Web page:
The jobless blowout was announced shortly after Fed Chairman Jerome Powell said the US ‘may well be in recession’, an unusual acknowledgement by a Fed chair that the economy may be contracting even before data confirms it.

Global equity markets took the data in their stride, partly as most central banks have already aggressively eased policy and governments are backing this up with big fiscal spending.

DOW JONES THIS WEEK: The Dow Jones was up more than 6 per cent on Wall Street yesterday

DOW JONES THIS WEEK: The Dow Jones was up more than 6 per cent on Wall Street yesterday

Chinese shares, battered this month because of the virus, rose 0.32 per cent today. Shares in South Korea, another country hit hard by the pandemic, rose 1.87 per cent.

Leaders of the G20 major economies pledged yesterday to inject over $5trillion into the global economy to limit job and income losses from the coronavirus.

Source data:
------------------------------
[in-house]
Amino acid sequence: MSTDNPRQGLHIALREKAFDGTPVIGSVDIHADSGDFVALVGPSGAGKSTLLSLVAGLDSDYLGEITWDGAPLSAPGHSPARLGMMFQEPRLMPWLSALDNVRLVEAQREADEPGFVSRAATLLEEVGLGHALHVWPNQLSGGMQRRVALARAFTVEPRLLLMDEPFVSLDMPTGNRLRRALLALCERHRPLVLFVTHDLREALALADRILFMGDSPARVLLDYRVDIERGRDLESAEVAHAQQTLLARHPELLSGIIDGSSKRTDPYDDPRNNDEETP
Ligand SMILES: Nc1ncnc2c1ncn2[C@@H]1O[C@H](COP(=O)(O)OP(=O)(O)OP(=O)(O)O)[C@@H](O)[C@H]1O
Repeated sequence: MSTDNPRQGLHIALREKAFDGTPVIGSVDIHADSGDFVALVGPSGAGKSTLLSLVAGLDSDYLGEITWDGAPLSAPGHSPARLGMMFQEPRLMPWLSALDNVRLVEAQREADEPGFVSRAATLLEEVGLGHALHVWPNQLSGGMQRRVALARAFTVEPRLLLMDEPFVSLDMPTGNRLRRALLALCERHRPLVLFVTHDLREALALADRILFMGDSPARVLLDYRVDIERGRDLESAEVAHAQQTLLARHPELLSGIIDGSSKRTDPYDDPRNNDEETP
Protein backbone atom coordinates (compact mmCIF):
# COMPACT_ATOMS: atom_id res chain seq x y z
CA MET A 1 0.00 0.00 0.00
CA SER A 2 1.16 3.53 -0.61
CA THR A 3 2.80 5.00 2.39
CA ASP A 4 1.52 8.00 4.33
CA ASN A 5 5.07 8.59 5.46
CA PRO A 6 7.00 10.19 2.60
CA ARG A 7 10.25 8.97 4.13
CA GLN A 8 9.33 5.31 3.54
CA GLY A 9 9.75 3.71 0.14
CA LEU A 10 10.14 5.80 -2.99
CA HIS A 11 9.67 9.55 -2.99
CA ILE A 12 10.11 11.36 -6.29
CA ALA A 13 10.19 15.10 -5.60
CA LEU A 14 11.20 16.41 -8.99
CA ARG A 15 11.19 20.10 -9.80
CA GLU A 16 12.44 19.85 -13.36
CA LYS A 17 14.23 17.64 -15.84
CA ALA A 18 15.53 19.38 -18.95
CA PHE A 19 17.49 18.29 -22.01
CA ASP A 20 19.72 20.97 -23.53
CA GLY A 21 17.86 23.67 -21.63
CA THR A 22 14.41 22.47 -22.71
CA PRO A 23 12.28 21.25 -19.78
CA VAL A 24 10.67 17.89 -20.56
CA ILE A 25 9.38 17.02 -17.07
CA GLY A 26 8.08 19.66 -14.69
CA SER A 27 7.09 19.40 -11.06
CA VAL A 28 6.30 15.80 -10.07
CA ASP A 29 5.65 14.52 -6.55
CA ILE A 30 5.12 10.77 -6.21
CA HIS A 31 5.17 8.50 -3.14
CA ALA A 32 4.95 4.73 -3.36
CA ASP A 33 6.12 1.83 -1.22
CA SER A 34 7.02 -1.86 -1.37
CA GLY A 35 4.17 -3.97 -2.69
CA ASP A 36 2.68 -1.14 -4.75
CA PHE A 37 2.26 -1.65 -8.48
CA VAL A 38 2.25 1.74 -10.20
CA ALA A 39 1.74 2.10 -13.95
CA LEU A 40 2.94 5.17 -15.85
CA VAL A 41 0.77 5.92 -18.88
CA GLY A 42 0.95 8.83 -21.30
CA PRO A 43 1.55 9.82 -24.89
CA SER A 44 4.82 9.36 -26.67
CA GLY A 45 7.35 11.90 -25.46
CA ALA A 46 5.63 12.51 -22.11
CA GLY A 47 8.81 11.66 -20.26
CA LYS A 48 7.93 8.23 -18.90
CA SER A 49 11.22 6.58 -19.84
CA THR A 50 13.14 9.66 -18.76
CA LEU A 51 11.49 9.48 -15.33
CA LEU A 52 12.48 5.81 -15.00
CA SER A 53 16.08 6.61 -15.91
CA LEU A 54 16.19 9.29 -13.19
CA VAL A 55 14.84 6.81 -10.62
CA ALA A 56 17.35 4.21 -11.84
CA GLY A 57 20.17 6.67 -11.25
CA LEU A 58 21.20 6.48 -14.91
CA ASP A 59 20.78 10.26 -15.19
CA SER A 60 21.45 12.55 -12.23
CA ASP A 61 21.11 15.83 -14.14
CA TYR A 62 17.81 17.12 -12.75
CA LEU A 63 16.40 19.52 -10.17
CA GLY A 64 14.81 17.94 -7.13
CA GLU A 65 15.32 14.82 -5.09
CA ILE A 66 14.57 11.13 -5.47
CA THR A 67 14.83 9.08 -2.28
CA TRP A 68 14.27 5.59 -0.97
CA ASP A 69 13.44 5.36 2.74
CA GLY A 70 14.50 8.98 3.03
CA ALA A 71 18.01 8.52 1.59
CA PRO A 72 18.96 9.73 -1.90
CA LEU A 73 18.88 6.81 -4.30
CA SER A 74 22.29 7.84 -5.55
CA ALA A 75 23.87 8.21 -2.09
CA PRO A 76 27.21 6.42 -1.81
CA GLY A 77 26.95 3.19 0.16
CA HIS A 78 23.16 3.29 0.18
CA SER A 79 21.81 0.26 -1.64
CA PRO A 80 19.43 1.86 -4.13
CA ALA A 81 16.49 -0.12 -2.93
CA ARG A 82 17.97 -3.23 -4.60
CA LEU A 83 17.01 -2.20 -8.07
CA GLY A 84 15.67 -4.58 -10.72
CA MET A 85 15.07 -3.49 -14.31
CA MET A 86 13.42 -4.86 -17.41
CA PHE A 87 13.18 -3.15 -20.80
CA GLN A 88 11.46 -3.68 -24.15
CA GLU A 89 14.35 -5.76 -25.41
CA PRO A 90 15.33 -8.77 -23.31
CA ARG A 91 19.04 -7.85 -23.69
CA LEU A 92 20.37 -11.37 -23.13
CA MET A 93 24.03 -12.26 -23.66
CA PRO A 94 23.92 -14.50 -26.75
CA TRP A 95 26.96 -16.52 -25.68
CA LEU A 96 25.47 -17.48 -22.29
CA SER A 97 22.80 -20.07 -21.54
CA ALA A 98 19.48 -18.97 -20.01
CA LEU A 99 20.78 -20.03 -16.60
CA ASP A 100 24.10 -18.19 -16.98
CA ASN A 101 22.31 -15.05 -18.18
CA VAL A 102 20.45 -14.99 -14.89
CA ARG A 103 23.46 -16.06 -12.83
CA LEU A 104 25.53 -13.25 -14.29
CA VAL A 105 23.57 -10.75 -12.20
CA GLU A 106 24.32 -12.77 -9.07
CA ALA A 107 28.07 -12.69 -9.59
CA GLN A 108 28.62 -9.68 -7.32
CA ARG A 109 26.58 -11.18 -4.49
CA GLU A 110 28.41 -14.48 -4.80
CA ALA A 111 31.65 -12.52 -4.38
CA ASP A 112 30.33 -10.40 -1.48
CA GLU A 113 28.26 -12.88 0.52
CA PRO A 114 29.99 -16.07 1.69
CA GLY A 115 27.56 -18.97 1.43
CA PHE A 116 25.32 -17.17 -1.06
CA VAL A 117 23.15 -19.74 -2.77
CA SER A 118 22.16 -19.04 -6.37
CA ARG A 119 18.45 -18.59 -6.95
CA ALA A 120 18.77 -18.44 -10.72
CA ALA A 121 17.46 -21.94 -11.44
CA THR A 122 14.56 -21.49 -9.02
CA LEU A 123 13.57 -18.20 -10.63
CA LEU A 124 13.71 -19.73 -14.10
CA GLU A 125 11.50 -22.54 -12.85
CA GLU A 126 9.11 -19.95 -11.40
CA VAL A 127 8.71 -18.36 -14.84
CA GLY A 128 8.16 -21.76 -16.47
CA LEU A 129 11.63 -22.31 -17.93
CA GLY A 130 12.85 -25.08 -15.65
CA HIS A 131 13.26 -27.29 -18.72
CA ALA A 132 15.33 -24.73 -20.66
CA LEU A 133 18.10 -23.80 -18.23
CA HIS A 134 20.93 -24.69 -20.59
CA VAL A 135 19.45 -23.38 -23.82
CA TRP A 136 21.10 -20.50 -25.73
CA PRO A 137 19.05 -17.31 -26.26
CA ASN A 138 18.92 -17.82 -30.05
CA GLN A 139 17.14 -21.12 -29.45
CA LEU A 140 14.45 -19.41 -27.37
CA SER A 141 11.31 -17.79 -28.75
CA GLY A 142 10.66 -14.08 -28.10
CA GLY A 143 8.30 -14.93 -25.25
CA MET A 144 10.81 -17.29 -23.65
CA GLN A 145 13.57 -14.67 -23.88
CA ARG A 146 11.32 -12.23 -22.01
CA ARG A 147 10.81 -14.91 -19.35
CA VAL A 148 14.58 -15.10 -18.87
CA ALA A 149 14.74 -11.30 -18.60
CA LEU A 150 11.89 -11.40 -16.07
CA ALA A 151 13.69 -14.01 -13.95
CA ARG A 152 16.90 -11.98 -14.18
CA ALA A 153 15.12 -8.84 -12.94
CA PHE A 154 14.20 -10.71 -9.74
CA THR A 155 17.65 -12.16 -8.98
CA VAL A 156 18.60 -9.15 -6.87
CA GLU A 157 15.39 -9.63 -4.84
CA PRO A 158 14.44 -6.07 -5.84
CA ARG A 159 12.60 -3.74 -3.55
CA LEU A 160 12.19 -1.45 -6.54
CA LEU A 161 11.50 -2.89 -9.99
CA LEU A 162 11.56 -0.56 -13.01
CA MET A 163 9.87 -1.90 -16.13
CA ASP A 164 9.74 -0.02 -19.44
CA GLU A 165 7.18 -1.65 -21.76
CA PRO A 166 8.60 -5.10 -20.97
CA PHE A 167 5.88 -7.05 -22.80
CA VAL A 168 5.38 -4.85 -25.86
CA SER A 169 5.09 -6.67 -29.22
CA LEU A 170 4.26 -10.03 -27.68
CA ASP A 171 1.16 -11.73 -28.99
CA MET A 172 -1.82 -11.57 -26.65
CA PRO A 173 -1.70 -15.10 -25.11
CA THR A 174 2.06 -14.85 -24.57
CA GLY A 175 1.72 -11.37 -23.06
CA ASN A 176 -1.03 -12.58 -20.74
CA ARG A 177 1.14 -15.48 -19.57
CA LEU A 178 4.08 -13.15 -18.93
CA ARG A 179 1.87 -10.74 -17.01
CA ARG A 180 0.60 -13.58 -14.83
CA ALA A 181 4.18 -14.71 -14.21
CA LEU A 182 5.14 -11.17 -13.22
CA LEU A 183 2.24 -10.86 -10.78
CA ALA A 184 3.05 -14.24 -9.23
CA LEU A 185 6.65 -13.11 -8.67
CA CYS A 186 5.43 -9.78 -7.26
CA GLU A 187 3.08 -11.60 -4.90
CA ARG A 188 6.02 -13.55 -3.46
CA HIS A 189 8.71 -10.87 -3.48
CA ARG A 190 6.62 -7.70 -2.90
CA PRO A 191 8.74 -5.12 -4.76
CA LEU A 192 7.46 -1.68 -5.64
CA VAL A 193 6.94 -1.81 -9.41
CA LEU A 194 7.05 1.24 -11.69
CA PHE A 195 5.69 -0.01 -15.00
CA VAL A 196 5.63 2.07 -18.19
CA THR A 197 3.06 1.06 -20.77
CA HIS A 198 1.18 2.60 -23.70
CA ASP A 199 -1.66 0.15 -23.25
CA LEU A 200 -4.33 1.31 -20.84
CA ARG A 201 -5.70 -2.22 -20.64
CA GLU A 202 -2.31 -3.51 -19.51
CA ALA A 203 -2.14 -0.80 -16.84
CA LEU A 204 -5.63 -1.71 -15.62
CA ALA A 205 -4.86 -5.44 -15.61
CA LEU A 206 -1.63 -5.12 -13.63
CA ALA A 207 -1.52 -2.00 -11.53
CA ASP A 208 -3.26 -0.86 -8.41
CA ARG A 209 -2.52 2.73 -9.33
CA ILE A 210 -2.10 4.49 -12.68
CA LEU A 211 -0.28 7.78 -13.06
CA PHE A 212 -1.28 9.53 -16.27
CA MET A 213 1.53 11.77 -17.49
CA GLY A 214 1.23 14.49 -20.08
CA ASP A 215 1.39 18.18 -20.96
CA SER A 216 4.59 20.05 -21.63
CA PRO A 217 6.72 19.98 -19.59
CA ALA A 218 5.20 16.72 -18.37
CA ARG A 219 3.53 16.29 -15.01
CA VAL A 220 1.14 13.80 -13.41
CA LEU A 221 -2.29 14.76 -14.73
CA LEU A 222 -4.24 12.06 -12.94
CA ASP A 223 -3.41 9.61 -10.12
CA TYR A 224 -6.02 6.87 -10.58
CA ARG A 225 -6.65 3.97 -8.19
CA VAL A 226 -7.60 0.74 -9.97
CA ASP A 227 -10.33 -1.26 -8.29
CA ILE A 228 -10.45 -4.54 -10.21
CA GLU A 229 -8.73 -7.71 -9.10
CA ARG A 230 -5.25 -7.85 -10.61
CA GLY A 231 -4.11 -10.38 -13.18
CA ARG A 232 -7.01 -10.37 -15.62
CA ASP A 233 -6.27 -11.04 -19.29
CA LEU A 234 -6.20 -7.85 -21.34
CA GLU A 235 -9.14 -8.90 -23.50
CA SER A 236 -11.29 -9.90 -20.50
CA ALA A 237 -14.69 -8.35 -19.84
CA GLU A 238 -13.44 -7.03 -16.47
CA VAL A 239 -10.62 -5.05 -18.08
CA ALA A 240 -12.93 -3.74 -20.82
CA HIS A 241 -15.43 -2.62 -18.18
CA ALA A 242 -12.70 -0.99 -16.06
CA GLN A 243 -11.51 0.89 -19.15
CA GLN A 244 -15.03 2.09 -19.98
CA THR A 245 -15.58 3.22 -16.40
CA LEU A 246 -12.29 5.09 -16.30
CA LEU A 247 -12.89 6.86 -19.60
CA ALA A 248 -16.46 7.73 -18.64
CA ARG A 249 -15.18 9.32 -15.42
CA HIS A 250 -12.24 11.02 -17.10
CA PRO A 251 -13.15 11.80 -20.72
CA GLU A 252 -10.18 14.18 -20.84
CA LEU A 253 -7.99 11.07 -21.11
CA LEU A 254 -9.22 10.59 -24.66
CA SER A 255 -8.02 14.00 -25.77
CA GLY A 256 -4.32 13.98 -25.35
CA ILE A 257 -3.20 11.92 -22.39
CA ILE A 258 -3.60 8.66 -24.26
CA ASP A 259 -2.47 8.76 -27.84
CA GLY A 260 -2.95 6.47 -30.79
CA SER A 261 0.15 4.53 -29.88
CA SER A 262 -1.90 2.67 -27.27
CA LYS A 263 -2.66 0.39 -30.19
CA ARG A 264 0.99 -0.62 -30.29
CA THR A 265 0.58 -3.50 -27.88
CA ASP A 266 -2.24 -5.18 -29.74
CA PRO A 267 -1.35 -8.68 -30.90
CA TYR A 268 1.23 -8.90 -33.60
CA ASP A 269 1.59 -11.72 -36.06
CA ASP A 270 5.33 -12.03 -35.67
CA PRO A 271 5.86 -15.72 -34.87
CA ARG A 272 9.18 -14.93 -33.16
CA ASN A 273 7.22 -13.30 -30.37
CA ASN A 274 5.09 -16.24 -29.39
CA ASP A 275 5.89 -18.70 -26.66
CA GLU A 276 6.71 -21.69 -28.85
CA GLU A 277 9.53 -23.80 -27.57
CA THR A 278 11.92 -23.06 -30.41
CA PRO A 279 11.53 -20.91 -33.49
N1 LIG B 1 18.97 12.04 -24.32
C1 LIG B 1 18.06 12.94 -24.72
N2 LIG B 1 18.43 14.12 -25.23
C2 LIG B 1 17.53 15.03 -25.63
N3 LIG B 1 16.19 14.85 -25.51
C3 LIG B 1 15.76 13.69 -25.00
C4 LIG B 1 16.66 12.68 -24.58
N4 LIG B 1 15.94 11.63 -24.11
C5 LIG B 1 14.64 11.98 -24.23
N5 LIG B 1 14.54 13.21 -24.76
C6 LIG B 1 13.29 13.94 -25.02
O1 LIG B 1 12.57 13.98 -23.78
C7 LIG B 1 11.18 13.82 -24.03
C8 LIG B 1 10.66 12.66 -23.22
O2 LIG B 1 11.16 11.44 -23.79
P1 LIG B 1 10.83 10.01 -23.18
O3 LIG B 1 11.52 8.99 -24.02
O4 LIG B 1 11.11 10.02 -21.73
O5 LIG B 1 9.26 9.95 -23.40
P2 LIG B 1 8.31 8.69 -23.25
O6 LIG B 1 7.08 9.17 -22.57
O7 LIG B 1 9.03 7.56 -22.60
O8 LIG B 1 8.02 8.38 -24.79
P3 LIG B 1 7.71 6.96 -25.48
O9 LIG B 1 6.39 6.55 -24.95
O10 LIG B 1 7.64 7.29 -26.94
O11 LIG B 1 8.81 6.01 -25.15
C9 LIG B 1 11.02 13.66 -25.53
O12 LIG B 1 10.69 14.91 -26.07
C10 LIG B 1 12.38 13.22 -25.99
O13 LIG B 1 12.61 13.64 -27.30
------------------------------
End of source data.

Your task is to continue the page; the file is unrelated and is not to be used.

With fears over the health of the global economy intensifying, a United Nations official warned that the number of jobs lost globally due to Covid-19 would be ‘far higher’ than the 25million estimated just a week ago.

The deepening economic crisis fuelled speculation that governments and central banks around the world will take further action to support businesses and families hit by the pandemic – boosting share prices.

Quincy Krosby, chief market strategist at Prudential Financial in New Jersey, said if the jobs numbers continue ‘there will be demand for more fiscal support’.

She said the rise in share prices suggested that investors ‘expect a larger stimulus package from the US government than the $2 trillion agreed upon’.

Chancellor Rishi Sunak (pictured at Downing Street yesterday) has launched measures to protect the self-employed during the coronavirus outbreak

Chancellor Rishi Sunak (pictured at Downing Street yesterday) has launched measures to protect the self-employed during the coronavirus outbreak

In the UK, Chancellor Rishi Sunak launched measures to protect the self-employed.